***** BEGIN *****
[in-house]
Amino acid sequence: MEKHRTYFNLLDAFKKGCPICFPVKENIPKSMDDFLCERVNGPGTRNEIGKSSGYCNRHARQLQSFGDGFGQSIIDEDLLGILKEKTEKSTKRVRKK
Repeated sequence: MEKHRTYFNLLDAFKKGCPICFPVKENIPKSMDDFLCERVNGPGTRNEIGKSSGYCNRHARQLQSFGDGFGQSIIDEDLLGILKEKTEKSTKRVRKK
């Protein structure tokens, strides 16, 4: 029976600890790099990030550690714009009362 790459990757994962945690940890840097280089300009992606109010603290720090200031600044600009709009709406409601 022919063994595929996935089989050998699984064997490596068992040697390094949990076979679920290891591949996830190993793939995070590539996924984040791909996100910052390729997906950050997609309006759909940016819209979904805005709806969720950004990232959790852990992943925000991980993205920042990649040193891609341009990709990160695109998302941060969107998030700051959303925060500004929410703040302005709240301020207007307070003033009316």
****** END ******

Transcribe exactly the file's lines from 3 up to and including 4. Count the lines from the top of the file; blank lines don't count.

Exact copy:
Repeated sequence: MEKHRTYFNLLDAFKKGCPICFPVKENIPKSMDDFLCERVNGPGTRNEIGKSSGYCNRHARQLQSFGDGFGQSIIDEDLLGILKEKTEKSTKRVRKK
């Protein structure tokens, strides 16, 4: 029976600890790099990030550690714009009362 790459990757994962945690940890840097280089300009992606109010603290720090200031600044600009709009709406409601 022919063994595929996935089989050998699984064997490596068992040697390094949990076979679920290891591949996830190993793939995070590539996924984040791909996100910052390729997906950050997609309006759909940016819209979904805005709806969720950004990232959790852990992943925000991980993205920042990649040193891609341009990709990160695109998302941060969107998030700051959303925060500004929410703040302005709240301020207007307070003033009316």